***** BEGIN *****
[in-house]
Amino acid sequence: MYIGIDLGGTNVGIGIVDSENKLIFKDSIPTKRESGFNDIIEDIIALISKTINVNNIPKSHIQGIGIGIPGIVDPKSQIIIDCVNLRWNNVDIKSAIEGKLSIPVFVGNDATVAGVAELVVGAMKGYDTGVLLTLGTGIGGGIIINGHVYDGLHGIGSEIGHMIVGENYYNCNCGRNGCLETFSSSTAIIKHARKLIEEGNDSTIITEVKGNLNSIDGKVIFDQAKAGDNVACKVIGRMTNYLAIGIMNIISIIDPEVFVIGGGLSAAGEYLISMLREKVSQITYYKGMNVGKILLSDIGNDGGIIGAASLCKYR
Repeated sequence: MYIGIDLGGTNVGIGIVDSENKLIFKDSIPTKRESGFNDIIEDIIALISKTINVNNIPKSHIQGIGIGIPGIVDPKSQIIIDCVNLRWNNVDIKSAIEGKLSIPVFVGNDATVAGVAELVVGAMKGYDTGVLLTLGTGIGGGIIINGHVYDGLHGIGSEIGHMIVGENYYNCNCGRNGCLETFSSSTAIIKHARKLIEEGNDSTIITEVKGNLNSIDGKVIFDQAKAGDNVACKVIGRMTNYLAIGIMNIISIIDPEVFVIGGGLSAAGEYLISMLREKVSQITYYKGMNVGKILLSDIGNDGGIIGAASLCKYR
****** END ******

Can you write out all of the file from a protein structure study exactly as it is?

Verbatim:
[in-house]
Amino acid sequence: MYIGIDLGGTNVGIGIVDSENKLIFKDSIPTKRESGFNDIIEDIIALISKTINVNNIPKSHIQGIGIGIPGIVDPKSQIIIDCVNLRWNNVDIKSAIEGKLSIPVFVGNDATVAGVAELVVGAMKGYDTGVLLTLGTGIGGGIIINGHVYDGLHGIGSEIGHMIVGENYYNCNCGRNGCLETFSSSTAIIKHARKLIEEGNDSTIITEVKGNLNSIDGKVIFDQAKAGDNVACKVIGRMTNYLAIGIMNIISIIDPEVFVIGGGLSAAGEYLISMLREKVSQITYYKGMNVGKILLSDIGNDGGIIGAASLCKYR
Repeated sequence: MYIGIDLGGTNVGIGIVDSENKLIFKDSIPTKRESGFNDIIEDIIALISKTINVNNIPKSHIQGIGIGIPGIVDPKSQIIIDCVNLRWNNVDIKSAIEGKLSIPVFVGNDATVAGVAELVVGAMKGYDTGVLLTLGTGIGGGIIINGHVYDGLHGIGSEIGHMIVGENYYNCNCGRNGCLETFSSSTAIIKHARKLIEEGNDSTIITEVKGNLNSIDGKVIFDQAKAGDNVACKVIGRMTNYLAIGIMNIISIIDPEVFVIGGGLSAAGEYLISMLREKVSQITYYKGMNVGKILLSDIGNDGGIIGAASLCKYR